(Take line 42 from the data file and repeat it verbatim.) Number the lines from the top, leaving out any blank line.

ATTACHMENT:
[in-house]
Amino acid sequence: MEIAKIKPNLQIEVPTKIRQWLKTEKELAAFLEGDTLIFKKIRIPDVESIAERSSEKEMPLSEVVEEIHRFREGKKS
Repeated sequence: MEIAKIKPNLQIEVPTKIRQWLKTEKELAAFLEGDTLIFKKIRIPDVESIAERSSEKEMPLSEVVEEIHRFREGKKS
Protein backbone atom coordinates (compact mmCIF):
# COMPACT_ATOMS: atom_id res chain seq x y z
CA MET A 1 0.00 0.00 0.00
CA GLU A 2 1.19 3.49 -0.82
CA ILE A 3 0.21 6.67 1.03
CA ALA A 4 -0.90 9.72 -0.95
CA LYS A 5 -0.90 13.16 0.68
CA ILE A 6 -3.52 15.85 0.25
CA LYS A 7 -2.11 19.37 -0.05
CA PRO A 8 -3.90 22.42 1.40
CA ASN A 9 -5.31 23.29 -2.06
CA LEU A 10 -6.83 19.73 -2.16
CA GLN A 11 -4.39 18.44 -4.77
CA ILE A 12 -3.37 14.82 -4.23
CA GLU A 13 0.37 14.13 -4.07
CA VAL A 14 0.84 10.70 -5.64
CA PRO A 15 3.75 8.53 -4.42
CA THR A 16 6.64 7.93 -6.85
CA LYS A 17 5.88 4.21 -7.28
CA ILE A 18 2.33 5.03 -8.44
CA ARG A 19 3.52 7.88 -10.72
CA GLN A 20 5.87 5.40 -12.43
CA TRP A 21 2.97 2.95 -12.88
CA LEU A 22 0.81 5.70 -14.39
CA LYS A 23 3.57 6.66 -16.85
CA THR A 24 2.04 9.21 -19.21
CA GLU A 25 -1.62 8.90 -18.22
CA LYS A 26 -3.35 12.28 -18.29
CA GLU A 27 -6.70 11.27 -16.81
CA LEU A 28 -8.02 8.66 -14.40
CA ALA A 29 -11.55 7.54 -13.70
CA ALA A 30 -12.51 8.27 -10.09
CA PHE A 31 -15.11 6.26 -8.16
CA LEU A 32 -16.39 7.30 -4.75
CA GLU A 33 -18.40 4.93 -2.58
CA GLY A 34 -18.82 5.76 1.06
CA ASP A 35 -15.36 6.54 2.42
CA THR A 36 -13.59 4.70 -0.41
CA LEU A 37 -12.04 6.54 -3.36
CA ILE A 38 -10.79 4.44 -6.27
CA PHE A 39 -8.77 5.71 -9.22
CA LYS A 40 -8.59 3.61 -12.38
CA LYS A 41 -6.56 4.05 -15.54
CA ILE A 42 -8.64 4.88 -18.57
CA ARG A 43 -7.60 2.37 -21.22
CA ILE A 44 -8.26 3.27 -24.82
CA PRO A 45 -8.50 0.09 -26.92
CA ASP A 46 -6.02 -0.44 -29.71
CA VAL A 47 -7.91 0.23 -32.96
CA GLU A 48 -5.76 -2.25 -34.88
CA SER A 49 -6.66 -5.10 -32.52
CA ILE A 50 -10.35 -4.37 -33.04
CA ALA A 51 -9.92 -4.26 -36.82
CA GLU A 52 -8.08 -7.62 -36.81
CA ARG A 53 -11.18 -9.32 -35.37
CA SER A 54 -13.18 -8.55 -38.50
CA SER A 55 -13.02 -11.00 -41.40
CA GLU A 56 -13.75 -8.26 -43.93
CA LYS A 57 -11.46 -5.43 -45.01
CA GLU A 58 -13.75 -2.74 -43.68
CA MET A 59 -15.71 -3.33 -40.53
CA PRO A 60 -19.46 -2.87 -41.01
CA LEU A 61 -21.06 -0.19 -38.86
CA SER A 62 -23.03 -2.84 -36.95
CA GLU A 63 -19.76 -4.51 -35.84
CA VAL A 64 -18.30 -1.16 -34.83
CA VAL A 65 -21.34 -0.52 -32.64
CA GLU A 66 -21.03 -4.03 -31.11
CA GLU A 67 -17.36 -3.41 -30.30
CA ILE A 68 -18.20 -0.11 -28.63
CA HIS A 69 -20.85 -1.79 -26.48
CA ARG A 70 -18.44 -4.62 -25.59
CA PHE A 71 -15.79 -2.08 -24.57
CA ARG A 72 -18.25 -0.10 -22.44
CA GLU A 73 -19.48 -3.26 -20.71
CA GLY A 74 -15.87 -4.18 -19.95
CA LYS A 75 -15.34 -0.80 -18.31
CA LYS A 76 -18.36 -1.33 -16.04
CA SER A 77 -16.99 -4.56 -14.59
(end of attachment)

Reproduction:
CA LEU A 37 -12.04 6.54 -3.36